by Kim Kelly



They say write what you know – whoever they are. I’m not sure about that advice.

First, it’s my own ignorance, and the questing curiosity always hoping to rectify it, that drives my desire to investigate all kinds of stuff through narrative and character – everything from surgery to nuclear fission, from underground mining to botanical classification. Second, since I write historical fiction, I can’t in any authentic sense know anything much of the experiences I write about.

What I do know about, though, is the emotional landscape of the stories that weave their way from heart and brain onto the page.

Love. Grief. Friendship. What home means. Disconnection and reconnection. Hurt. Healing. The deep, intimate madnesses that all of the above can trigger.

But I’ve realised over the past little while that the pulse that runs beneath all my tale-telling is kindness. Characters who have too little of it learn it. Characters who don’t have any of it lose. Heroes possess it in spades.

My heroes – the guys and the gals – are all flawed and frail in some way. Sometimes they’re annoying: stubborn, foul-mouthed, shoulders chipped and packaging damaged inside and out. Sometimes they betray those they love – and themselves. But kindness is at the top tip of their growth, their success and their nobility.

I’ve copped a bit of shit over this from both sides of the literary fence. Lovers of romance can occasionally get uppity that my heroes are, really, a bunch of basket cases. Culture creatures, on the other hand, accuse me of sentimentality and Pollyanna-ism.

The thing is, though, these characters are, to me, in all their feels very real. They are me. The more I write, the more I realise I am writing not so much what I know but what I live.

The pursuit of kindness – how to be generous towards others, to be compassionate, a listener, a forgiver, an understander, how to be larger than your own smallness and stronger than all your weaknesses, how to walk away from anger – is a quest at the centre of my own life. I fail daily, but I will die trying.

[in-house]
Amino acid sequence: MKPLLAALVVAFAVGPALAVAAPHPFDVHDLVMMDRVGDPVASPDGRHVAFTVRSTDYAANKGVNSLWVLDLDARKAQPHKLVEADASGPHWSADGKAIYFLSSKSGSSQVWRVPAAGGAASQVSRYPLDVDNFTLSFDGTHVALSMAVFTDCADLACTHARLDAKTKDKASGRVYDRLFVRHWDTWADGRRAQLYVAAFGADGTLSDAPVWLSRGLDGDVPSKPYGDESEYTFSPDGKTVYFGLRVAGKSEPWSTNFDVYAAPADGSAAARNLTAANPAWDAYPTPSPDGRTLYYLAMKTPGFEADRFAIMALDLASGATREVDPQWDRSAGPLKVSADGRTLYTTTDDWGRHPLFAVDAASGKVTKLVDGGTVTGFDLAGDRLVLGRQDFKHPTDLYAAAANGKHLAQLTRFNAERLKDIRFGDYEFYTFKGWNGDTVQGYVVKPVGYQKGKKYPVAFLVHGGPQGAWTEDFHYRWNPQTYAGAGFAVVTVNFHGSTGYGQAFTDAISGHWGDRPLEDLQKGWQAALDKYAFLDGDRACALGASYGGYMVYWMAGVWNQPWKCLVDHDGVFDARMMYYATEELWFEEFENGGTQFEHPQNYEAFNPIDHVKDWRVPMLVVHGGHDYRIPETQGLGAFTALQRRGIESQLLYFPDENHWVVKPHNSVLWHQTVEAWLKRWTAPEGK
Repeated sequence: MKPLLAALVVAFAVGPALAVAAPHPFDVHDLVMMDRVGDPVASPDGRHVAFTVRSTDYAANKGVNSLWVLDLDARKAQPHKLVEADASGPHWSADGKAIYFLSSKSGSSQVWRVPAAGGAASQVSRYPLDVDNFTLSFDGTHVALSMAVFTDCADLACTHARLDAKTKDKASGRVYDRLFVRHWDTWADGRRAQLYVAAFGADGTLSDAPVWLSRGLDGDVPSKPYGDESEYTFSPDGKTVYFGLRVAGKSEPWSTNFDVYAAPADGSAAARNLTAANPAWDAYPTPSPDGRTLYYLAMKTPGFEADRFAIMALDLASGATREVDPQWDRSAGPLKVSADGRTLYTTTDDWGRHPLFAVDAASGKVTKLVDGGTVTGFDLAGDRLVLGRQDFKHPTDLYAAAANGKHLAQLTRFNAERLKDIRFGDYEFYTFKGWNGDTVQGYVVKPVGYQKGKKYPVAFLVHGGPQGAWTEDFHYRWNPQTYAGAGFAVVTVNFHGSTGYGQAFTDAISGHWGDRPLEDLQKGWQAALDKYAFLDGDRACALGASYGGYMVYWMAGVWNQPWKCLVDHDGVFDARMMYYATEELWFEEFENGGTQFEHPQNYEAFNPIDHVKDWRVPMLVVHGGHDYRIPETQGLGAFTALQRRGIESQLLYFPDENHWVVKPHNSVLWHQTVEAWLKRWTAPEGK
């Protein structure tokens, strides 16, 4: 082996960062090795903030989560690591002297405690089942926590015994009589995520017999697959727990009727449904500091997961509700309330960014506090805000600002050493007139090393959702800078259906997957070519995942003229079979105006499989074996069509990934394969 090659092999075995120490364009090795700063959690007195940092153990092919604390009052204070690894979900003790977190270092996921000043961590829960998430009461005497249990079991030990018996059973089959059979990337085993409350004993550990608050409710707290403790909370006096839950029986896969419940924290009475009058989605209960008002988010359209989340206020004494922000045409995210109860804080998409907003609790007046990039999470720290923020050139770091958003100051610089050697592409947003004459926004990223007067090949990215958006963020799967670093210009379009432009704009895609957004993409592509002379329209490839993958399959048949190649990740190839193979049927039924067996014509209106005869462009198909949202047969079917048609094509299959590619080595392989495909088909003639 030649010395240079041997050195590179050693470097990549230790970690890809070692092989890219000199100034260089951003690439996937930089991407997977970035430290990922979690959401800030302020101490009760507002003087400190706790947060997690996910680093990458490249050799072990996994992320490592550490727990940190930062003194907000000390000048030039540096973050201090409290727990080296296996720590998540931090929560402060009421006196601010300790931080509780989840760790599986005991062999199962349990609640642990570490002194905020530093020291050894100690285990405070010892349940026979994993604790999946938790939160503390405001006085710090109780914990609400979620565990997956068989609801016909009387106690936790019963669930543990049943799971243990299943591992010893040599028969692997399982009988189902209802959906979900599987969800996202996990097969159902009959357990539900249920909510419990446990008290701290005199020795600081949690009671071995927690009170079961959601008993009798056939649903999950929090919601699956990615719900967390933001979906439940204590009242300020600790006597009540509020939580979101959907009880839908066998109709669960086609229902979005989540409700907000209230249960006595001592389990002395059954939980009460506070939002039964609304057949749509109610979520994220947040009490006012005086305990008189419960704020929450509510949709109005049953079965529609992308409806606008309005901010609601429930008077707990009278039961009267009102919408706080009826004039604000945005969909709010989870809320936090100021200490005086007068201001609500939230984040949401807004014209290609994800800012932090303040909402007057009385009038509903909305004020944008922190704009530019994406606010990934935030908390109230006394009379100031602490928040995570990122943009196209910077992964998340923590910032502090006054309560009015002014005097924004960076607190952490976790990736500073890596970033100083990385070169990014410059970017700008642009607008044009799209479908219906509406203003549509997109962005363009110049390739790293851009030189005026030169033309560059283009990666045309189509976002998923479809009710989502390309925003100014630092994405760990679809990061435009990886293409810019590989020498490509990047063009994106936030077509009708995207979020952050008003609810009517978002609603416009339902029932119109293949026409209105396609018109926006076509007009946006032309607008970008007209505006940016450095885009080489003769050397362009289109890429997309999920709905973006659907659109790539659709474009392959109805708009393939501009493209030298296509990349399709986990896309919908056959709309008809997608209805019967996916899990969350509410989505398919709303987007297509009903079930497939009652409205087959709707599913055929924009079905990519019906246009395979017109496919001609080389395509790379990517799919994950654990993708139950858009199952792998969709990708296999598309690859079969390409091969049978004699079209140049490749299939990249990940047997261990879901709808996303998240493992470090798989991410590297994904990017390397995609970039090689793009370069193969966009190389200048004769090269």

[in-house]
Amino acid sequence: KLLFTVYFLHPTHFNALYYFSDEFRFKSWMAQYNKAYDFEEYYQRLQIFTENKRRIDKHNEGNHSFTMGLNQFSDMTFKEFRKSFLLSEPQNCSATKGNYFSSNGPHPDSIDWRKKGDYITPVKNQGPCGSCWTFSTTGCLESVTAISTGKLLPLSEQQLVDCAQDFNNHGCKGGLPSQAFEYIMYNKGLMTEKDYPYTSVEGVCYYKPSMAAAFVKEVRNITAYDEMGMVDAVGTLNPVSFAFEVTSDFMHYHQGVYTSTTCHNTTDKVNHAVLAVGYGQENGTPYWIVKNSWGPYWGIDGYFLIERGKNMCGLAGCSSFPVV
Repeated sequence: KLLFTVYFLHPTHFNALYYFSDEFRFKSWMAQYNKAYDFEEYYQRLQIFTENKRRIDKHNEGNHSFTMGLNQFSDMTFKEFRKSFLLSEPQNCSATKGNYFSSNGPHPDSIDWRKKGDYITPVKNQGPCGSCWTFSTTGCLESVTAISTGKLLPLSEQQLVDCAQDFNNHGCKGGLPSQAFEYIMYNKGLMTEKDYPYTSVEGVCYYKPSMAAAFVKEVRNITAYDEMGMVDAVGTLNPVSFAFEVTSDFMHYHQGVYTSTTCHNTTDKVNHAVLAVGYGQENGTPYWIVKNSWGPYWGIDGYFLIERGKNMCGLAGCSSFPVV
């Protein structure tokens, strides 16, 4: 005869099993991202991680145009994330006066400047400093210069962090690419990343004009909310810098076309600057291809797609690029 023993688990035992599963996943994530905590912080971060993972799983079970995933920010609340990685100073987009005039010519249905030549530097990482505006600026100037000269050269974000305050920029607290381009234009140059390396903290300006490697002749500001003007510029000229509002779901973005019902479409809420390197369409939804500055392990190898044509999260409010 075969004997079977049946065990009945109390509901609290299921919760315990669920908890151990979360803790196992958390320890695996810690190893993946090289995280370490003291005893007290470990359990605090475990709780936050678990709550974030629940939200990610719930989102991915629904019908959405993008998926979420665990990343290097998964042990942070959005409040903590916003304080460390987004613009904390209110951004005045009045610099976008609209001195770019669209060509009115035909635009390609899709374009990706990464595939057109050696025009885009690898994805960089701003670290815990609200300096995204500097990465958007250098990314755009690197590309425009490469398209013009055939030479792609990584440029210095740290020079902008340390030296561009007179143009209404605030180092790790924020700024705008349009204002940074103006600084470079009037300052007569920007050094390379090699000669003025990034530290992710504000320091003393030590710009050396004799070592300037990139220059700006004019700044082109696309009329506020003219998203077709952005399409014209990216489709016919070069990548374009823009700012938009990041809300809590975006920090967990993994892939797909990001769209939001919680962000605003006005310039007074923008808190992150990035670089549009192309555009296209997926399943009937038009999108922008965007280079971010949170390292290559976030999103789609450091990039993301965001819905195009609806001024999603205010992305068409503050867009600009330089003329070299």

Why? It’s no moral cause. Those who know my work well know I fall firmly into Nietzsche’s camp on that: good and evil are crap constructs, reductive idiocies that cause untold war and pain. I don’t want to be kind because I think I’ll be rewarded – in heaven or by others. I want to be kind because it makes sense, because it reduces conflict and creates safe bases in chaos, because, as a chronic anxiety sufferer, I need as much peace and order as I can get.

But more than this, I’ve been on the receiving end of unkindness. I know what it’s like to be bullied, raped, kicked, spat on, belittled, told I’m worthless. I know what it feels like to have the life of someone you love ripped from you so that all you can do in response is scream. I know that these terrifying experiences never go away.

This afternoon, Deano – my husband, best mate and muse de bloke – came in from work talking about a program he’d just heard on the radio about economic violence, that mind-twisting, sadistic game where someone takes such control over your life, they steal your money. I started to cry as we talked about it, because I know what that feels like too, to be shrunk so low, and the conversation sent me straight into a traumatic flashback from many years ago.

Why don’t I write about those experiences instead? Why don’t I write about that darkness and disempowerment? Because I want to tear the power from bullies and bigots of all kinds while I’m alive. Sharp-eyed readers might have spotted that I never mention the name of a certain genocidal German leader whose name was barely off the front page during World War Two. I don’t mention his name because to do so maintains his power. I might detail the acts – but not that man.

I detail the triumph of kindness instead because it’s the only truly effective weapon I have.

Plus Deano, of course. He’s the kindest man I know.